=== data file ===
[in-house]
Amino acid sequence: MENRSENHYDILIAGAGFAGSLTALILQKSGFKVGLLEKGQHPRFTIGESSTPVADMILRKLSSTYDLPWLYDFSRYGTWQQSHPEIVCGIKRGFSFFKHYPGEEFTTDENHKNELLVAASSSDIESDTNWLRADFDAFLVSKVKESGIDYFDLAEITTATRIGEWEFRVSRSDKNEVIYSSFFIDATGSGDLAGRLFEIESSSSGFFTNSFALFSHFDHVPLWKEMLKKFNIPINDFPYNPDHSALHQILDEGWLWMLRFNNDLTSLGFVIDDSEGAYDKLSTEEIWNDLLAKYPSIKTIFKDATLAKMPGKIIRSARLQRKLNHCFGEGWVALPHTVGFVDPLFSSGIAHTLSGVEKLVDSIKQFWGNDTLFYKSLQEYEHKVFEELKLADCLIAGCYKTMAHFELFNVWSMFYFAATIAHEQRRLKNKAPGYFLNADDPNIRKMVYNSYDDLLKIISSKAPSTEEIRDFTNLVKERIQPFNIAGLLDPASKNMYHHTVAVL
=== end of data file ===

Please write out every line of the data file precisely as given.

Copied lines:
[in-house]
Amino acid sequence: MENRSENHYDILIAGAGFAGSLTALILQKSGFKVGLLEKGQHPRFTIGESSTPVADMILRKLSSTYDLPWLYDFSRYGTWQQSHPEIVCGIKRGFSFFKHYPGEEFTTDENHKNELLVAASSSDIESDTNWLRADFDAFLVSKVKESGIDYFDLAEITTATRIGEWEFRVSRSDKNEVIYSSFFIDATGSGDLAGRLFEIESSSSGFFTNSFALFSHFDHVPLWKEMLKKFNIPINDFPYNPDHSALHQILDEGWLWMLRFNNDLTSLGFVIDDSEGAYDKLSTEEIWNDLLAKYPSIKTIFKDATLAKMPGKIIRSARLQRKLNHCFGEGWVALPHTVGFVDPLFSSGIAHTLSGVEKLVDSIKQFWGNDTLFYKSLQEYEHKVFEELKLADCLIAGCYKTMAHFELFNVWSMFYFAATIAHEQRRLKNKAPGYFLNADDPNIRKMVYNSYDDLLKIISSKAPSTEEIRDFTNLVKERIQPFNIAGLLDPASKNMYHHTVAVL